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Shared Key Authentication

Shared key authentication verifies that an authentication-initiating station has knowledge of a shared secret. This is similar to preshared key authentication for Internet Protocol security (IPSec). The 802.11 standard assumes that the shared secret is delivered to the participating wireless clients by means of a secure channel that is independent of IEEE 802.11, but in practice, the secret is manually typed at the wireless AP and the wireless client. Shared key authentication operates as follows:

  1. The authentication-initiating wireless client sends a frame consisting of an identity assertion and a request for authentication.
  1. The authenticating wireless node responds to the authentication-initiating wireless node with a challenge text.
  1. The authentication-initiating wireless node replies to the authenticating wireless node with the challenge text encrypted using WEP and an encryption key that is derived from the shared key authentication secret.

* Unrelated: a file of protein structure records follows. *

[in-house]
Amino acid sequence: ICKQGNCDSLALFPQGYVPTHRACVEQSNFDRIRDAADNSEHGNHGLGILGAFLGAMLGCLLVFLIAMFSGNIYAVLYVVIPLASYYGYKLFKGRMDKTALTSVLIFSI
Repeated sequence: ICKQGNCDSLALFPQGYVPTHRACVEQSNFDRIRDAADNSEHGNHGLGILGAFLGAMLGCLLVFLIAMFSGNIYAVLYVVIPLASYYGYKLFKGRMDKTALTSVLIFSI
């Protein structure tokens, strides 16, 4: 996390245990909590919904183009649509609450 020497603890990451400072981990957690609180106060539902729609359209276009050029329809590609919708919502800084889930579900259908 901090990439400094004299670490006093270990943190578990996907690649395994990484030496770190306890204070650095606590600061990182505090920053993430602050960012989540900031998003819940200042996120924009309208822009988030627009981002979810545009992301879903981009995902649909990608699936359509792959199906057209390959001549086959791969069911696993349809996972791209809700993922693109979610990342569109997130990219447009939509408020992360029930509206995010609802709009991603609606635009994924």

1. The authentication result is positive if the authenticating wireless node determines that the decrypted challenge text matches the challenge text originally sent in the second frame. The authenticating wireless node then sends the authentication result. Because the shared key authentication secret must be manually distributed this method of authentication does not scale well in a large infrastructure network. In addition, shared key authentication is not secure, because the shared key is stored in clear text, so its use is not recommended.

Next: Wired Equivalent Privacy (WEP)